(67) King Taejong’s Ruthless Instinct for Power

By Yang Sung-jin

King Taejong, the third monarch of the Choson Kingdom (reign: 1401- 1418), was decidedly ruthless in seizing and maintaining his power. For a superb nation builder, however, such characteristics are not regarded as a drawback but a rare virtue.

Born to a fifth son of Yi Song-gye, who later founded Choson, Yi Pang-won (King Taejong’s name before taking the throne) led a life marked by epoch-making incidents.

In 1383, Yi Pang-won passed the state examination of Koryo Kingdom at age 17 and afterwards visited China as a member of a diplomatic delegation.

In March 1392, when his father Yi Song-gye was hurt in a fall from a horse in Haeju, his political archrival Chong Mong-ju lost no time in attempting to undercut Yi’s power by filing a negative appeal to King Kongyang, the last monarch of the Koryo Kingdom.

Sensing his father’s impending crisis, Yi Pang-won staged a counter offensive, assassinating Chong Mong-ju. Thanks to Pang-won’s audacious move, Yi Song-gye’s ambition to overthrow the declining Koryo Kingdom moved a step closer to reality.

It was Pang-won who urged his father to mount a military attack on Koryo’s armed forces, led by Gen. Choe Yong.

Pang-won also removed King Kongyang from the throne and led a drive to make his father king of a new nation.

In the process, Pang-won did not spare his sword against powerful opponents. He killed his own brothers, relatives and even those who helped his father seize power.

The ambitious prince eventually took the throne himself, having first ordered the assassination of Taejo’s designated heir, his youngest son Pang-sok, and then disposing of the rival claim of his elder brother Pang- gan.

Ruthless Ruler

Considering the Choson’s underlying succession principle favoring the eldest son, Pang-won was far from the ideal candidate.

Despite his shortcomings, King Taejong overcame the bloody political struggle and strove to lay the foundation for his nation-building effort, which culminated in a full-fledged national “take-off” during the reign of his successor King Sejong.

Before actually taking the throne, Pang-won was viewed as a threat to the reform-minded founding members of Choson.

That is why his name was not included in the list of the patriotic elite after Yi Song-gye founded Choson, although he took charge of the political and military maneuvering which led to the coup.

In 1398, a political faction led by Chong To-jon pushed for the elimination of Pang-won and his allies in the name of putting down opposition in the trouble-ridden northern frontier areas.

Venting his pent-up anger, Pang-won staged a sort of a mini revolt, destroying the Chong’s faction and disposing of his brother Pang-sok.

In the aftermath of the revolt, Pang-won repeatedly rejected an offer to take on King Taejo’s status a heir-apparent, mindful of the volatile political situation.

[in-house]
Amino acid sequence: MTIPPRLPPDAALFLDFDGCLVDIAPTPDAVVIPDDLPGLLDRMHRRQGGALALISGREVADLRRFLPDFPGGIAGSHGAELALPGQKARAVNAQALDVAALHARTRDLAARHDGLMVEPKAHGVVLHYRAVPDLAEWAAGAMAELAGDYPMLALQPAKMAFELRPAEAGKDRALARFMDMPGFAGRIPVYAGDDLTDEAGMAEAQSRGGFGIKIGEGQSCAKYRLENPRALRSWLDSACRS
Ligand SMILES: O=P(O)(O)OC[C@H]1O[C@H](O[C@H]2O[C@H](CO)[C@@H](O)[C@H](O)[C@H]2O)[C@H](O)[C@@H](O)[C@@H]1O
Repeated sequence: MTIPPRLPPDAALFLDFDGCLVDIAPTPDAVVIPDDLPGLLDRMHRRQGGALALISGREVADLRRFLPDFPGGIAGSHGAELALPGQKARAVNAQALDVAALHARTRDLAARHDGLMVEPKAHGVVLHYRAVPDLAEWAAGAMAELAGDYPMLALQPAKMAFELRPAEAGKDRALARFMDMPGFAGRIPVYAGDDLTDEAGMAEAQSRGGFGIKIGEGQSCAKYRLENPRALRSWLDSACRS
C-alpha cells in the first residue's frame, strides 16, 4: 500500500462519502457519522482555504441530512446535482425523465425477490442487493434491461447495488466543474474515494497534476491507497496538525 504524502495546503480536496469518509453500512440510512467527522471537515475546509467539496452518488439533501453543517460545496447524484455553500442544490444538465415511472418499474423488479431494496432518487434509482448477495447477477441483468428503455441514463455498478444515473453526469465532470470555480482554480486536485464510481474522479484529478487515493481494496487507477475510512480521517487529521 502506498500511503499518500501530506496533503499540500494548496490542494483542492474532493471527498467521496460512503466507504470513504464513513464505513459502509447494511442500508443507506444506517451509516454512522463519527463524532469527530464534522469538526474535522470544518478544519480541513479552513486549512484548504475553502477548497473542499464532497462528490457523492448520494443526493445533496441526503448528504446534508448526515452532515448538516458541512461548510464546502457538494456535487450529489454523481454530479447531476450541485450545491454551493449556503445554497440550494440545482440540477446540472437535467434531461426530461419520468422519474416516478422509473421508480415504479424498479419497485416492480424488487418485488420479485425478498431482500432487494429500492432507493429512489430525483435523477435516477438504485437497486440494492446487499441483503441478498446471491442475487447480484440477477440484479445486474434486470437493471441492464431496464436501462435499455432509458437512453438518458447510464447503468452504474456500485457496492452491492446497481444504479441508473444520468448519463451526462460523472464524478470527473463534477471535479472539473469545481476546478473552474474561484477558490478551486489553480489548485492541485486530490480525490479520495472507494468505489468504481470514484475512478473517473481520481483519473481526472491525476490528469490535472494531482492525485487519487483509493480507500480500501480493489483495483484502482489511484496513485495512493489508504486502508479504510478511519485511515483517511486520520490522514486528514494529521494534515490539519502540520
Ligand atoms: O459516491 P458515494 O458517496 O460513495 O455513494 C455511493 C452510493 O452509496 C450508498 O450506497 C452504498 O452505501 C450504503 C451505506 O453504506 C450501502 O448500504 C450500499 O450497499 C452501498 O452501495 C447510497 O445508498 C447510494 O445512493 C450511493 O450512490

Instead, he climbed up the royal court equivalent of the corporate ladder, taking strategically important jobs and broadening his perspective.

It was in 1400 when Pang-won crushed another brother-cum-rival Pang- gan and grabbed the title of crown prince, later assuming control of the military.

In the same year, he became the de facto arbiter of national affairs under his brother King Chongjong. Pang-won did away with private armed retinues, attaching their soldiers to the Three Armies Headquarters (Uihung Samgunbu).

Pang-won abolished these private armed forces in an effort to establish a centralized government authority.

In November 1400, Pang-won finally ascended to the throne, becoming one of the most powerful rulers in the history of the Korean peninsula.

Power, Power, Power

Before emerging victorious in the prolonged power struggle, King Taejong engaged in a host of cutthroat political showdowns with his rivals. He knew his grip on authority was always vulnerable to challenges and revolts.

Small wonder then that King Taejong embarked on house-cleaning as soon as he snatched up the throne from his brother.

In 1404, King Taejong reopened a three-year-old court case and sent Lee Ko-yi and Lee Cho into exile.

Three years later, the king executed his brothers-in-law on charges of disloyalty. In 1409, he dug up the case again and had related figures killed off.

While continuing the political purge, King Taejong began to redesign the sprawling government organizations.

He changed the Privy Council into a State Council (Uijongbu) with greatly diminished authority and entrusted the overall government administration to six ministries, each authorized to report to the throne directly.

The measure greatly improved the authority of the king and the central government’s control over local administrations.

To lay the foundation for the central government-oriented system, King Taejong had the Six Codes of Governance revised and expanded to reflect these new structural arrangements, creating the Basic Six Codes (Won Yukchon) and the Supplemental Six Codes (Sok Yukchon).

Interestingly, the Annals of King Taejong fail to mention the assassination incident and bloody political struggle with his brothers.

Instead, positive remarks (Pangwon was smart, intelligent and quick to learn) or mythical tales (he saw a white dragon in his bedroom a year before taking the throne) make up much of the Annals articles.

It seems that King Taejong hoped to be remembered as a great ruler. But history is as ruthless as King Taejong in revealing the truth of how he reached that pinnacle.

King Taejong featuring these contents was dramatized in detail by MBC for two years in 1997-98 in the title of “Tears of Dragon” which was a great hit soap opera.